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Progress Bar Between Multiple System Calls

by monkfan (Curate)
on May 05, 2007 at 08:26 UTC ( #613697=perlquestion: print w/ replies, xml ) Need Help??
monkfan has asked for the wisdom of the Perl Monks concerning the following question:

Dear all,
AFAIK, progress bar can only be applied under loops. For example we can use Term::ProgressBar or Smart::Comments. But is there away to do it for system call like this:
#!/usr/bin/perl system("code1.out param1 > output.txt"); system("code2.out param2 output.txt > output_final.txt");
How can I show Progress Bar between first (code1) system call and the second (code2) system call? Especially we don't know how long each system call will take.

Preferrably not using external CPAN module (except pre-installed module).

Regards,
Edward

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Re: Progress Bar Between Multiple System Calls
by GrandFather (Cardinal) on May 05, 2007 at 08:42 UTC

    If you mean "How do I show progress of the system call" the general answer pretty much is "You can't". To show a sensible progress bar you have to have some way to provide a progress update that indicates how far through the process is. In the general case for a system call you can't do that. At best you could estimate the time that may be required and show a progress bar based on time (or similarly for an external measure of the progress - target file size for example) in a forked process. That's a pretty hairy and unsatisfactory solution though.


    DWIM is Perl's answer to Gödel
Re: Progress Bar Between Multiple System Calls
by BrowserUk (Pope) on May 05, 2007 at 11:46 UTC

    If you just want to show that progress is being made, rather how far things have got, monitoring the size of the output file is easy using a thread:

    Added a sleep to the display loop to prevent it from running away with the cpu. Using Win32::Sleep( 500 ); or selectundef, undef, undef, 0.5 might be better?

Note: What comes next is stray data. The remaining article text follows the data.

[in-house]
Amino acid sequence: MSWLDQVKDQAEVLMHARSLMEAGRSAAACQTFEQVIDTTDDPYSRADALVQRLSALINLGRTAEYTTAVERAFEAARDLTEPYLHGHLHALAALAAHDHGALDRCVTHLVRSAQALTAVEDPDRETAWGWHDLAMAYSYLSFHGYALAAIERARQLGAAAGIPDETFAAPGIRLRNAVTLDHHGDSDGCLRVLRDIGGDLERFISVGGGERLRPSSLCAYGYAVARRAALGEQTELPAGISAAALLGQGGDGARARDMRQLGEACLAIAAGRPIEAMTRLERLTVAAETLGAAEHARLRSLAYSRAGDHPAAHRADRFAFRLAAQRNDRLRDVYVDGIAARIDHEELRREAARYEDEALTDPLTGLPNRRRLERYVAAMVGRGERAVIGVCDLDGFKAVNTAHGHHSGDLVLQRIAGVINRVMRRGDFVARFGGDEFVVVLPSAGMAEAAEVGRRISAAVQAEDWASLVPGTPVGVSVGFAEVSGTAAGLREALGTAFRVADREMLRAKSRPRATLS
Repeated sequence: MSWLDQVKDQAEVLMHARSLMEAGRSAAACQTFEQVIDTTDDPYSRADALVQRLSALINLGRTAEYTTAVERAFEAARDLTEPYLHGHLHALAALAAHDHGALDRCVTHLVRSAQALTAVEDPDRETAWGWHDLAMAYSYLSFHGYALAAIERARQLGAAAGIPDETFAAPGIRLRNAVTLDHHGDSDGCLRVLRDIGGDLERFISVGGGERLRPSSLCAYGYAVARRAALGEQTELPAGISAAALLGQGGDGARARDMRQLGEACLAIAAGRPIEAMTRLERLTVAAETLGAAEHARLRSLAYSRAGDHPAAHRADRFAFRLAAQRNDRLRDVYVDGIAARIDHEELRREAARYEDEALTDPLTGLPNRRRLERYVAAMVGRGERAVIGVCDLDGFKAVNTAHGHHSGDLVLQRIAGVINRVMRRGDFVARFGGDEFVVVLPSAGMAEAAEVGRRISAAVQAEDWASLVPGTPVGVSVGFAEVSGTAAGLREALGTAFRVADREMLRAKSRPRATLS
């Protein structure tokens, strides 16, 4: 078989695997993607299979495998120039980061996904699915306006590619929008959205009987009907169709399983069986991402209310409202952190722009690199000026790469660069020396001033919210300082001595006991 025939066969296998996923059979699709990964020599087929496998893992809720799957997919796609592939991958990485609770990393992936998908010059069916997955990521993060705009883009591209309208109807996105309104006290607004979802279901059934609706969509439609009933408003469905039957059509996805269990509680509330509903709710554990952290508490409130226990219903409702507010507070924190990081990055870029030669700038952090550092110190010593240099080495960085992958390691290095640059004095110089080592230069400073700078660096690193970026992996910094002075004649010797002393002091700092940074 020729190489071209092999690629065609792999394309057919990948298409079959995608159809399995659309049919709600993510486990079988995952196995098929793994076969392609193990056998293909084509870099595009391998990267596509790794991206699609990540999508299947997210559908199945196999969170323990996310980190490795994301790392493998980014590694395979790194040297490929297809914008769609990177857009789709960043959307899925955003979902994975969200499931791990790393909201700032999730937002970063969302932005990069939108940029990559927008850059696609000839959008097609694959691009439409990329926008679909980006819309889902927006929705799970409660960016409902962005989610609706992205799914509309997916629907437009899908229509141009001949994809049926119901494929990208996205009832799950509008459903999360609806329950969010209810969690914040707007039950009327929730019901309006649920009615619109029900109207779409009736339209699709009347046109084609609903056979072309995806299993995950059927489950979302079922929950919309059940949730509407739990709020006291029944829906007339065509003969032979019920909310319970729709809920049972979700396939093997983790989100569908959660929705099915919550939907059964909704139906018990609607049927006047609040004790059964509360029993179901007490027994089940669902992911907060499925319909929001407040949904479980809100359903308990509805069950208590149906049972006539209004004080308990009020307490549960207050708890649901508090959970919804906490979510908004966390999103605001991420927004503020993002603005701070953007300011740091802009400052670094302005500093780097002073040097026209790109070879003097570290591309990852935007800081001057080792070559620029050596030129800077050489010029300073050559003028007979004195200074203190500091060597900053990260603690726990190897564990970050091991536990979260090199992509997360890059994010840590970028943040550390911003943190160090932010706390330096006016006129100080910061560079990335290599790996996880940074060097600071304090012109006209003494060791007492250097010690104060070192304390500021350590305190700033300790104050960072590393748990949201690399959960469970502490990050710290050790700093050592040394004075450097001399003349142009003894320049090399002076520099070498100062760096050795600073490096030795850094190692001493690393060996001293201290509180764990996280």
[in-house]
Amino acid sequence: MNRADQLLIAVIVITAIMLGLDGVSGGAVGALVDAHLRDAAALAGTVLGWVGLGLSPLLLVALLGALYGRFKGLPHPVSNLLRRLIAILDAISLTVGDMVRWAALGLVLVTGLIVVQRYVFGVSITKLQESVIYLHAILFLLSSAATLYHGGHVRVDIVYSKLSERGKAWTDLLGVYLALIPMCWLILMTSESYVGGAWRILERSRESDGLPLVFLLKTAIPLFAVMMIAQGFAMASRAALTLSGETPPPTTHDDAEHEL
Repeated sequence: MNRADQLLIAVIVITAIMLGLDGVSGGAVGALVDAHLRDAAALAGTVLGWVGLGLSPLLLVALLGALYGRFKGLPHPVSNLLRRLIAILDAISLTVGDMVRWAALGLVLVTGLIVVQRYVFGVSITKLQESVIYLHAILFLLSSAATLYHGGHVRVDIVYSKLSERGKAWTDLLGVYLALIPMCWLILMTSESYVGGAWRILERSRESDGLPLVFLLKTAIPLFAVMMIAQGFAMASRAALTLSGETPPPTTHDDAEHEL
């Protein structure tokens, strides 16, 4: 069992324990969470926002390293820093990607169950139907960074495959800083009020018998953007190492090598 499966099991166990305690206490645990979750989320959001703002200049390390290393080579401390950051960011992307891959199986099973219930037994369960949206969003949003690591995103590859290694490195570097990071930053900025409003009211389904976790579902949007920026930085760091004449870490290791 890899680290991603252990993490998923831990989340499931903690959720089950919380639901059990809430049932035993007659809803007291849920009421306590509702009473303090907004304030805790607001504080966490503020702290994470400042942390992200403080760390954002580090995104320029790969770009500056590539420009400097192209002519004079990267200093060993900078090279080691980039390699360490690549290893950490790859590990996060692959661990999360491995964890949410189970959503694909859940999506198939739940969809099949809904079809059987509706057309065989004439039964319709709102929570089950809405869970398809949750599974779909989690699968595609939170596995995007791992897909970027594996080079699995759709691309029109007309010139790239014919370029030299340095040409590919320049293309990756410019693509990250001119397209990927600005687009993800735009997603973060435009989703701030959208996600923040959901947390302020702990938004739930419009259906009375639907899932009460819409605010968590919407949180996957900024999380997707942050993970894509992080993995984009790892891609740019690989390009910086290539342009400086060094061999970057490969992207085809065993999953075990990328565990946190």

#! perl -slw use strict; use threads; use threads::shared; my $outfile = 'output.txt'; unlink $outfile ; my $done:shared = 0; async{ system("dir /s > $outfile"); $done =1; }; sleep 1 until -e $outfile; printf STDERR "\r%d\t", -s( $outfile ) and sleep 1 until $done; print STDERR 'Output complete';

    If you can estimate the size of the output file--for example in your second command, there may be some rough correspondance between the size of the output from the first and that from the second--then you can easily convert the raw numbers into an estimated percentage. If your percentage runs over by a few percent and finishes at 105%, you'll be forgiven provided that you a) indicate that it is an estimate; b) it proves reasonably accurate.

    Alternatively, add 10% to your final size estimate. When the command finishes 'early' at say ~90%, no one will complain :)

    Wrapping that up into a function that takes the command, the path of the output file and an estimate of the final size is left as an exercise.


    Examine what is said, not who speaks -- Silence betokens consent -- Love the truth but pardon error.
    "Science is about questioning the status quo. Questioning authority".
    In the absence of evidence, opinion is indistinguishable from prejudice.
Re: Progress Bar Between Multiple System Calls
by ambrus (Abbot) on May 05, 2007 at 16:07 UTC
    print "[ ] 0%\r"; system("code1.out param1 > output.txt"); print "[############ ] 50%\r"; system("code2.out param2 output.txt > output_final.txt"); print "[########################] 100%\n";

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